Back from Jersey and immediately into driving again. I’m losing track of which vehicle I’m using. I tried to sleep on a recliner last night and kept on waking up with dead legs. Thankfully the sea was gentle so I slept a few hours, but today was mostly about coffee.
Portsmouth to my house, where Max was waiting to help unload all the boxes into mine for the next stage in the process. Now my bedroom is full of boxes. It’s not ideal but it’ll spur action. Once unloaded I took the car back to Enterprise.
In Jersey an old family friend told us how an ambulance took the side of his car off doing a night time pick up. There’s just no space on that island. “Poor bugger”, I thought. But I woke up with a dink. Just a dink, but Enterprise take the whole excess and then pay back what you don’t use, so suddenly I’m out of overdraft. Also the paperwork takes forever, but thankfully they drive me back home and I’m immediately in the Soul Van and driving with passengers up to Cambridge to get loads of stage flats. This is for the Rotterdam tour, coming soon to The Rose in Kingston and then onwards around the country. You should catch it. I’m not in it, just helping out. But it’s a lovely crowd to help out, and the play is beautiful. Still, it’s a big set. They’re programmed into some big venues. Next to the old Theatre 503 set, it was a lot of work, especially on not enough sleep and with the emotional baggage of dumping a grand into a bit of paintwork on a car that isn’t mine while the Jag sits.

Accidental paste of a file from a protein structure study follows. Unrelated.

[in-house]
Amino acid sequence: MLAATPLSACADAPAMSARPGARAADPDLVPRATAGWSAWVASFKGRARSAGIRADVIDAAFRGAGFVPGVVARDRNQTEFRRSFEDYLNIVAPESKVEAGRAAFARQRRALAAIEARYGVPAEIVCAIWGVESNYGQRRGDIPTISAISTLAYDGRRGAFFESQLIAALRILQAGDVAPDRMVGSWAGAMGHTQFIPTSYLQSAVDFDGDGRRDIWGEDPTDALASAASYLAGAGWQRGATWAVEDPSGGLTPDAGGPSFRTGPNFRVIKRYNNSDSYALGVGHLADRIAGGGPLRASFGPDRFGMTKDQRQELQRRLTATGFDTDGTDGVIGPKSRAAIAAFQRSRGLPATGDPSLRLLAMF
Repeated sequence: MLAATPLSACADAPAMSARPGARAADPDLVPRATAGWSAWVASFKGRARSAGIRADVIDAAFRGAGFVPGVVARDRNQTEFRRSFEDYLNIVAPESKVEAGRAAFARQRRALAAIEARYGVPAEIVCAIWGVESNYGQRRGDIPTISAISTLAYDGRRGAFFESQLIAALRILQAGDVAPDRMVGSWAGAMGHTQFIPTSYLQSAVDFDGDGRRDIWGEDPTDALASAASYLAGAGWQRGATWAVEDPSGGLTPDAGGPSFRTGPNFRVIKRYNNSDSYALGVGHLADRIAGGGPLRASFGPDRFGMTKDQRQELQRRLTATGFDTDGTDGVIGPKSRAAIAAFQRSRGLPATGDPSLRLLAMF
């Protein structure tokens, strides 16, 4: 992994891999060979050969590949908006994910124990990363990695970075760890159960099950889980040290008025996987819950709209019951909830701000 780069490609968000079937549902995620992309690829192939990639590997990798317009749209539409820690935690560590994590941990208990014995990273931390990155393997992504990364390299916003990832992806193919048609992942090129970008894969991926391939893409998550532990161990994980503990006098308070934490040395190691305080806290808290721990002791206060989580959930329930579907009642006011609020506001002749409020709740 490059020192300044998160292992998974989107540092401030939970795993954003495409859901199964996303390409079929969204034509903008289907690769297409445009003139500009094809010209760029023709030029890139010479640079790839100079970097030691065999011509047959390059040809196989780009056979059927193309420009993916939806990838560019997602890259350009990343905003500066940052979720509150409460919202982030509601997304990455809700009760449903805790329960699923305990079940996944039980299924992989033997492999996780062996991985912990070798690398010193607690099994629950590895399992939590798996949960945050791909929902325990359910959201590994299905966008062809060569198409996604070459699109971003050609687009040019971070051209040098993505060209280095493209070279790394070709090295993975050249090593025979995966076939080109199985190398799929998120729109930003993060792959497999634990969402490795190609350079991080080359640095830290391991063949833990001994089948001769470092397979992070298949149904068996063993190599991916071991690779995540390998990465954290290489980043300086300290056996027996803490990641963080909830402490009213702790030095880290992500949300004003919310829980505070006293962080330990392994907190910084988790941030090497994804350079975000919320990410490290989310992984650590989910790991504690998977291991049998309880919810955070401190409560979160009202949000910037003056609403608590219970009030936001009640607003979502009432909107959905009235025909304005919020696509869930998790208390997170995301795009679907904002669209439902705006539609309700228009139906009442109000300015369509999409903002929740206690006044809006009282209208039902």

We played Tetris and got it all in the van, but it was touch and go to get Ethan’s lovely steps back in at the end. And I’m going to have to go to Cambridge again pretty soon to get that filthy rocking horse and throw it away. There was nowhere else to put it so I had to leave it there
Once fully loaded, we had to schlep the flats over to the workshop at Battersea Arts Centre and take them all out again to be touched up and made good before Rotterdam goes all around the country. There’s so much work behind the scenes of these live stories we tell on stage. Every time I help out on the back end I think about it more. It’s lovely to be under the lights being brilliant, but if nobody can see you or the set falls on your head or there’s nobody watching then it’s pointless
Now I’m home feeling shell shocked. I’m going to get the boxes off the bed, lie in a hot bath, and then sleep like a baby.